A Career without Borders

Portrait of Jason Chue outside the State Department

Jason Chue 96OX 98C once considered a career in law but has found “a perfect fit” working as a foreign service officer with the US Department of State.

Every job has its challenges, but how many involve mediating a dispute between Venezuelans and Americans, fighting against human trafficking in Cyprus, or promoting America’s interests at the United Nations? As a foreign service officer working for the US Department of State, Jason Chue 96OX 98C must “analyze issues on the spot and think critically”—skills he honed at Oxford and Emory. “A liberal arts degree was perfect preparation for life as a diplomat. I regularly draw on my studies in psychology, linguistics, and theater,” he said.

Foreign service officers represent the interests of the US and Americans abroad, whether that means processing visas, facilitating business operations, or helping a fellow American in a difficult situation. Chue has been assigned to Venezuela and Cyprus; his next assignment will be in Taiwan. While assigned to Venezuela, he made travel arrangements for an American after a yachting accident left the man comatose. The man’s Venezuelan friends, believing they were acting in his best interests, attempted to keep him in Venezuela, in defiance of his family’s wishes. Chue helped negotiate the situation, visited him in the hospital, and helped get him back to the US.

Growing up in New York City, Chue attended Stuyvesant High School in Manhattan with more than three thousand other students. How did a boy from the big city end up in Oxford, Georgia? “I’d applied almost exclusively to Northeast schools, but while visiting Oxford, I was offered a full Robert W. Woodruff scholarship. That tipped the scales. I very much appreciated that and never looked back.”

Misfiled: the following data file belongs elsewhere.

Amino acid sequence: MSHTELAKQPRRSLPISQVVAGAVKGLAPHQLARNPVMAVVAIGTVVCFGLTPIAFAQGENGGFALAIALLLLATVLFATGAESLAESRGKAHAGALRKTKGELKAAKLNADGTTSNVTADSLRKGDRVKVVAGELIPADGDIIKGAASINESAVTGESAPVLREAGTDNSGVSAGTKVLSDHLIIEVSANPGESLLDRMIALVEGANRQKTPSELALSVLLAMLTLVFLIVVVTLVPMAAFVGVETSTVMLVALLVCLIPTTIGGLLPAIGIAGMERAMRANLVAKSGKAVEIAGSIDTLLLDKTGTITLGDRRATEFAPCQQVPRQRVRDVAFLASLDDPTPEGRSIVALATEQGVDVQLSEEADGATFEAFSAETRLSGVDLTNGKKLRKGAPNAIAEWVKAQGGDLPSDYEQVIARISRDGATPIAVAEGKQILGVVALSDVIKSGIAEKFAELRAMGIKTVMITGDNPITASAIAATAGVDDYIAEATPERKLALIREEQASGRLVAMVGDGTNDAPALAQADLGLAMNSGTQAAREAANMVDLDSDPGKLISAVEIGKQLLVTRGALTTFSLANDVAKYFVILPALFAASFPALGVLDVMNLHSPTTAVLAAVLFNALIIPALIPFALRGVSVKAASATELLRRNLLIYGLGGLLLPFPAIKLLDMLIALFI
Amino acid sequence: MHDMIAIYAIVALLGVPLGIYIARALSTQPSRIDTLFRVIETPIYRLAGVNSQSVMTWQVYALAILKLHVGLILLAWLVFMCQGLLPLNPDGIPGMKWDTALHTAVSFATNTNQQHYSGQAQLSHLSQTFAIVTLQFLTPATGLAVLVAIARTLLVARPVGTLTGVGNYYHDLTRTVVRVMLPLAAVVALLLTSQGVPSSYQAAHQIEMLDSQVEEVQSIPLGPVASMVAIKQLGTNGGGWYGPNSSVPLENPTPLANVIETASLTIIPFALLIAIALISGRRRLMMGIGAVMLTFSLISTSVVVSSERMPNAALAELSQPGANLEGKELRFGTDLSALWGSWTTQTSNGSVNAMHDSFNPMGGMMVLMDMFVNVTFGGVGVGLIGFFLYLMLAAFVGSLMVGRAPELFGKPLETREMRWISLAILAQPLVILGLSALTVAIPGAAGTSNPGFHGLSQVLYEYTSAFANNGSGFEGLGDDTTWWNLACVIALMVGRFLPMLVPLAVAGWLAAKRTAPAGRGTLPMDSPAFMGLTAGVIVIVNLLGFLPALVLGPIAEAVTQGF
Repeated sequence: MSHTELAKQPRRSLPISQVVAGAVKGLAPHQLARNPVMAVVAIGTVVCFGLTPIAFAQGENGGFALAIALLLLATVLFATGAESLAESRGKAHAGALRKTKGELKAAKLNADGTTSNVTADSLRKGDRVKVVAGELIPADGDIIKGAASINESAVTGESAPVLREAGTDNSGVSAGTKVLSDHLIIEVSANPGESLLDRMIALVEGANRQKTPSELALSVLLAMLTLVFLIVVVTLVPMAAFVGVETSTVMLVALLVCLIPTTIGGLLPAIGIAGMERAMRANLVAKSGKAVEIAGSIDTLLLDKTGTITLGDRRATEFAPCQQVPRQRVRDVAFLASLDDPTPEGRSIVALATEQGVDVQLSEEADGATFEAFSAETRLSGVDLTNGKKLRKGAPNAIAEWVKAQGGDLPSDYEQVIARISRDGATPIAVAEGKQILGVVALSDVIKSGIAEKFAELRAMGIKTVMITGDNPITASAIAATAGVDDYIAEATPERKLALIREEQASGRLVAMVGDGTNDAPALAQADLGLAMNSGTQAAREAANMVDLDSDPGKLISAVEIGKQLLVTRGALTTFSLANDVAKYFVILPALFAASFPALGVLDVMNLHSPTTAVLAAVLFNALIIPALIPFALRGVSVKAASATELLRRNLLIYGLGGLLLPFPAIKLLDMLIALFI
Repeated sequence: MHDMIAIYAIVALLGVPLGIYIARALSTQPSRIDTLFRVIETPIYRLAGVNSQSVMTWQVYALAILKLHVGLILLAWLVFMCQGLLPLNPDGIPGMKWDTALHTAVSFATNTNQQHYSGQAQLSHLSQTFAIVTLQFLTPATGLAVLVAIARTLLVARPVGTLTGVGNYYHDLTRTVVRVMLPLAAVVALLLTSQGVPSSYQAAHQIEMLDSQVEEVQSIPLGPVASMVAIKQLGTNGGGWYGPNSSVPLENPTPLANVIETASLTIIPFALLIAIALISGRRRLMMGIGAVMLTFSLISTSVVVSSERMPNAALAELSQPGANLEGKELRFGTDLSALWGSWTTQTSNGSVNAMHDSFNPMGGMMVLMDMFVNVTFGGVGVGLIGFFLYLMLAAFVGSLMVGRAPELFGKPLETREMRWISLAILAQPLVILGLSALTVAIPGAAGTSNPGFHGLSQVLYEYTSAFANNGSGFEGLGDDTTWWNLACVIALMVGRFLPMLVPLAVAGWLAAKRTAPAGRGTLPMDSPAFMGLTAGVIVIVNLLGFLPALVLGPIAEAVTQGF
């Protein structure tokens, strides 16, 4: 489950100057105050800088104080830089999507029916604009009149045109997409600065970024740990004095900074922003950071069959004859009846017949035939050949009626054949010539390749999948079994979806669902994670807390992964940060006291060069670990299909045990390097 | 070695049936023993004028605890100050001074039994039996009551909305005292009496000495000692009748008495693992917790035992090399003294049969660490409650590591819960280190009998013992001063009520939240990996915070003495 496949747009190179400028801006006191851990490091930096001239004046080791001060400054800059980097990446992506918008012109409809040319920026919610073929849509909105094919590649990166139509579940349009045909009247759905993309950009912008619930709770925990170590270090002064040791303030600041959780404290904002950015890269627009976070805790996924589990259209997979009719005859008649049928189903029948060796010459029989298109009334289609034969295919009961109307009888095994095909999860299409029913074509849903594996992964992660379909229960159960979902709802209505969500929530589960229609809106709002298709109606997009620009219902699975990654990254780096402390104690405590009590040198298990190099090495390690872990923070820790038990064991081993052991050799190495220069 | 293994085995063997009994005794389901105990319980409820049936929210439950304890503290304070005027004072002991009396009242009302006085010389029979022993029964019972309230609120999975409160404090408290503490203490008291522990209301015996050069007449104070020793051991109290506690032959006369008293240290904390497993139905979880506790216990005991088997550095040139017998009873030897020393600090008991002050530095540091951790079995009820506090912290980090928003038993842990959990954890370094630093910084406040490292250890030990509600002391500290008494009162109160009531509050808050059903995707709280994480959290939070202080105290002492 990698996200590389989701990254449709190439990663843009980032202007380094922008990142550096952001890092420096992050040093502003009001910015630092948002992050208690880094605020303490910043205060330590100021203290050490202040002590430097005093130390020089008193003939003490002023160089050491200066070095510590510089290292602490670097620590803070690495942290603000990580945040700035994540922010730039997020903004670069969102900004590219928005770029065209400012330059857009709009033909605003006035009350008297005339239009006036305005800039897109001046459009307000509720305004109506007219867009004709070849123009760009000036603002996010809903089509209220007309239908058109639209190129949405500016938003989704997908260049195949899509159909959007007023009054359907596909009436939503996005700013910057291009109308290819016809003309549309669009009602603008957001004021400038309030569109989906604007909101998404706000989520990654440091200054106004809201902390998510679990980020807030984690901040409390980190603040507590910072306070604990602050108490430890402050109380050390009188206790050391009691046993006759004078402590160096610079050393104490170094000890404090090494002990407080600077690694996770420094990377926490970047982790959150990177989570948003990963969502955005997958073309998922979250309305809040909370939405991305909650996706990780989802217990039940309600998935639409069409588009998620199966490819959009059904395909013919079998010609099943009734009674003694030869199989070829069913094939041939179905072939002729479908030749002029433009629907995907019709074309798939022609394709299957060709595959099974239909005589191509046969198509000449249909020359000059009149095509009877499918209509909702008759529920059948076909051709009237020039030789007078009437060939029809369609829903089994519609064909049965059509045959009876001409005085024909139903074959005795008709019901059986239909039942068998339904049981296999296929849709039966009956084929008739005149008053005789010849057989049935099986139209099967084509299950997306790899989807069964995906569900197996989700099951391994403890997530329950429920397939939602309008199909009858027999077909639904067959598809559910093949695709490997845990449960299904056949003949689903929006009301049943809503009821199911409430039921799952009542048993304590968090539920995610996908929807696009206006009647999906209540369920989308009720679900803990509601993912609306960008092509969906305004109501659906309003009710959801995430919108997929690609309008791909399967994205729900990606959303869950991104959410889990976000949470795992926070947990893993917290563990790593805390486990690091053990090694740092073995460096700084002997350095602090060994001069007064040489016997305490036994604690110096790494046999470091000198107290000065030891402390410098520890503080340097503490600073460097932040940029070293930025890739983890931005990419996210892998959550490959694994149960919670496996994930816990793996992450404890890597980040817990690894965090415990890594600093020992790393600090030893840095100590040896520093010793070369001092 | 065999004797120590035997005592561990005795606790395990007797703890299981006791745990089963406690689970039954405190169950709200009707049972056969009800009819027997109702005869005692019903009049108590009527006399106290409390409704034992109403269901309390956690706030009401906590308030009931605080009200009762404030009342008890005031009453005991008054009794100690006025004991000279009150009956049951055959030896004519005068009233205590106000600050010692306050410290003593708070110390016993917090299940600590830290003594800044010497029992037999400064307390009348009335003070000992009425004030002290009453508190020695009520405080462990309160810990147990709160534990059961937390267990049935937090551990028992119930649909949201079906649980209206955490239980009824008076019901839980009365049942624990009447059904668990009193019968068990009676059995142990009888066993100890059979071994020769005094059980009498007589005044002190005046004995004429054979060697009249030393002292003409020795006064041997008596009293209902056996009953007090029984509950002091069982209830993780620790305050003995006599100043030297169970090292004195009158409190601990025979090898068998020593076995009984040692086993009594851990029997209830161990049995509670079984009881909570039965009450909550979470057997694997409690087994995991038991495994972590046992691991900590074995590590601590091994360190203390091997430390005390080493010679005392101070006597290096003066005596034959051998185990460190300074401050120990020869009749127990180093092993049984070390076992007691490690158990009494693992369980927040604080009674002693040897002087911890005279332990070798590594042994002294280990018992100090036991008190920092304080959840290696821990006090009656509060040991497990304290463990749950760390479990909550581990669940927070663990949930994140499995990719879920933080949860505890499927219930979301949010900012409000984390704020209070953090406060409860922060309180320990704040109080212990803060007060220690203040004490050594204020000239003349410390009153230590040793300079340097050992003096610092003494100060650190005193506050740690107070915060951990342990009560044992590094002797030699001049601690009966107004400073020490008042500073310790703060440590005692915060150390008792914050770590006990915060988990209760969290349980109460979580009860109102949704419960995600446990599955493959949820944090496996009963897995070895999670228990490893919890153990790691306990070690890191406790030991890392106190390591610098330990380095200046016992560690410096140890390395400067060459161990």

The transition to life in a small Southern town wasn’t easy, but Chue came to appreciate the “strong sense of community at Oxford” and the opportunities to interact with professors outside of class. Asked which professors inspired him, he replied, “Where do I start?” and followed with a gratitude list that could rival an Oscar acceptance speech. “I have so many positive memories of professors like Patti Owen-Smith, Clark Lemons, and Delia Nisbet, who provided mentorship and had real passion for their areas of study,” Chue said.

After graduating from Emory, Chue pursued a law degree at Columbia Law School. He received a JD and was working in the profession when 9/11 happened. Like many, the tragedy prompted Chue to reexamine his life. Realizing that he wasn’t passionate about commercial litigation and that “time is short,” he changed direction and found the “perfect fit” in the US Foreign Service.

Chue, who speaks more than five languages, says foreign language courses were his “most valuable and practical” classes and encourages students to study a language. “We’re competing against workers from all countries,” he said. He also urges students to look beyond a traditional career track. “Emory has great resources to help students pursue a nontraditional path.” As Chue knows, there are no limits to where you can go when you follow the path less taken.

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